Hot-end designs are the most tricky areas for a 3DPrinter, anyone that has made their own or tried a design that was less than optimal will appreciate the sort of information Sanjay, Erza and Nophead have to say. Another Hot-end innovator - Brian at hot-ends.com has gone to a lot of trouble to explain how to make a good J-head, even pointing out how some Chinese copies don't work as well and how to fix the design, all in the interest of wanting good quality products made and people to use them and know why they work (or not).

So let's be a bit nicer to each other and remember people don't need to share this stuff if they don't want too. But we want a place where people can, and feel good about it.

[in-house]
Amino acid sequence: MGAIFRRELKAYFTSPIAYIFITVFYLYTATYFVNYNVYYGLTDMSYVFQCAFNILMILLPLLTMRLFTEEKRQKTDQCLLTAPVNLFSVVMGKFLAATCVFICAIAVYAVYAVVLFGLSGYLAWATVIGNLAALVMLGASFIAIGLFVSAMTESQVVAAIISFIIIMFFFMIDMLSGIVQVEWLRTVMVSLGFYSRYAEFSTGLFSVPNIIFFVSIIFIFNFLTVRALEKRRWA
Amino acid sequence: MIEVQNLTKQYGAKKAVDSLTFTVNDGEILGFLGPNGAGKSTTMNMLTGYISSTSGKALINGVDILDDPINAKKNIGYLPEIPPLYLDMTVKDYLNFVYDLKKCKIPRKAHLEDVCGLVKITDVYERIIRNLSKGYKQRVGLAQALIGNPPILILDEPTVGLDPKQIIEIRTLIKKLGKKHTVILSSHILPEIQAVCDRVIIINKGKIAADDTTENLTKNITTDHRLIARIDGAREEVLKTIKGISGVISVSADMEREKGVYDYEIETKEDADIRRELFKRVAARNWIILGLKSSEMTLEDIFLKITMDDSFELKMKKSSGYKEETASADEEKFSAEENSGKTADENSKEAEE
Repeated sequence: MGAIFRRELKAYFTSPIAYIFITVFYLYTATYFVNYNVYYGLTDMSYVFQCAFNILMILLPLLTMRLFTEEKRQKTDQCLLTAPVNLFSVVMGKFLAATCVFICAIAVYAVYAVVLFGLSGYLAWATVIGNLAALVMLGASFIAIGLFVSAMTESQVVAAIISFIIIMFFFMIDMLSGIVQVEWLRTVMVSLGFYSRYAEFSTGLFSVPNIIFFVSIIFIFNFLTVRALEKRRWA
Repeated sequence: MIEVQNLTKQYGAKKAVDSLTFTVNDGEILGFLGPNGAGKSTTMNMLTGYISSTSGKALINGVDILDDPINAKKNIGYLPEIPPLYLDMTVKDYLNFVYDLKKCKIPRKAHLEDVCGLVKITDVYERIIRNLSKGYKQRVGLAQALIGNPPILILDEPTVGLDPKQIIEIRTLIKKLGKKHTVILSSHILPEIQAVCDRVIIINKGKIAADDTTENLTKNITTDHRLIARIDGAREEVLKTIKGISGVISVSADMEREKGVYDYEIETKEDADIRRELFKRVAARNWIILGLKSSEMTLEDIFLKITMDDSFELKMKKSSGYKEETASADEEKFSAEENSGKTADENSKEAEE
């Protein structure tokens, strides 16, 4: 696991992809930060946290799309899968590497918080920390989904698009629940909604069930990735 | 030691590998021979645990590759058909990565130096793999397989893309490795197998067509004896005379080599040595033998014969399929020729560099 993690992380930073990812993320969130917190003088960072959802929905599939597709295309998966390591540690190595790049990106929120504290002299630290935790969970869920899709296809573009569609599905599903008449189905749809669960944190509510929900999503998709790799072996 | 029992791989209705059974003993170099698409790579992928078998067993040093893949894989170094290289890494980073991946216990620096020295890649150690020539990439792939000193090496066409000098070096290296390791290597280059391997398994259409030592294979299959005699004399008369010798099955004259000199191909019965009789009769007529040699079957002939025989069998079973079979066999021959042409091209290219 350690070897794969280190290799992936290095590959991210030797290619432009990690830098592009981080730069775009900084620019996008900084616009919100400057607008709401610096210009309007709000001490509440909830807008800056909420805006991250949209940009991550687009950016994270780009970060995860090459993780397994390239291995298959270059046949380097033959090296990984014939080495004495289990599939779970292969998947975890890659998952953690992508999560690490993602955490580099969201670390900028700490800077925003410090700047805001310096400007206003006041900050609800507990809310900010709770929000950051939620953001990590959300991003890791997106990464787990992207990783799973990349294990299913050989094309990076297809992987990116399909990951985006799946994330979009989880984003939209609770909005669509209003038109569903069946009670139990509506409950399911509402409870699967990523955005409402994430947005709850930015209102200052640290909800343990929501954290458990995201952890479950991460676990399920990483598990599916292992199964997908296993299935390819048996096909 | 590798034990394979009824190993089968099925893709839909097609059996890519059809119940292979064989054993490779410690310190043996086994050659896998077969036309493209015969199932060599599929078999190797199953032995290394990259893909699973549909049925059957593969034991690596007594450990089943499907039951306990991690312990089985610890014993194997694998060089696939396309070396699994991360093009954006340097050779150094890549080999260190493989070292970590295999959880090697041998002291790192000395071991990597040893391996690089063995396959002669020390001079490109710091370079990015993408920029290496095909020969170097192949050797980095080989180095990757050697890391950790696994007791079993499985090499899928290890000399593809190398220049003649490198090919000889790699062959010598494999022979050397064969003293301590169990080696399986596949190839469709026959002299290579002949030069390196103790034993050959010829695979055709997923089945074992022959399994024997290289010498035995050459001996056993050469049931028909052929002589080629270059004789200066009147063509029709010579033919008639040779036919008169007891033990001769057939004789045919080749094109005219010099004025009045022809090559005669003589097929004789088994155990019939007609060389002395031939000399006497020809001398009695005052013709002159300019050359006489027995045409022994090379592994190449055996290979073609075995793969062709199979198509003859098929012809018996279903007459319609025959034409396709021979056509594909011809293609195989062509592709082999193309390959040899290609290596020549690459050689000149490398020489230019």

[richrap.blogspot.com]
ezra, so what's on page 3 of this thread. i see a link.

anymore questions?
This is all open-source right?

We are all sharing information here correct?

This is a thread about Metal Hot-Ends is it not?
Re: Update on the E3D All Metal Hotend (Now finally shipping!) smileys with beer [Lots of pictures]
May 01, 2013 02:49PM
@cambo3d - I'm glad you see a link, links are good, it's all good, development, sales, information, what's your problem? You have only posted 4 messages and two of them are badgering someone. - we don't need RepRap Police.


[richrap.blogspot.com]
Re: Update on the E3D All Metal Hotend (Now finally shipping!) smileys with beer [Lots of pictures]
May 01, 2013 02:56PM
I second Richrap's sentiment. If you have some issue with Ezra, address it with him directly, not in this thread.
richrap Wrote:
-------------------------------------------------------
> @cambo3d - I'm glad you see a link, links are
> good, it's all good, development, sales,
> information, what's your problem? You have only
> posted 4 messages and two of them are badgering
> someone. - we don't need RepRap Police.


and just becuase i have 4 messages on this forum,,,your point is? and oh this makes it 5, does that help at all?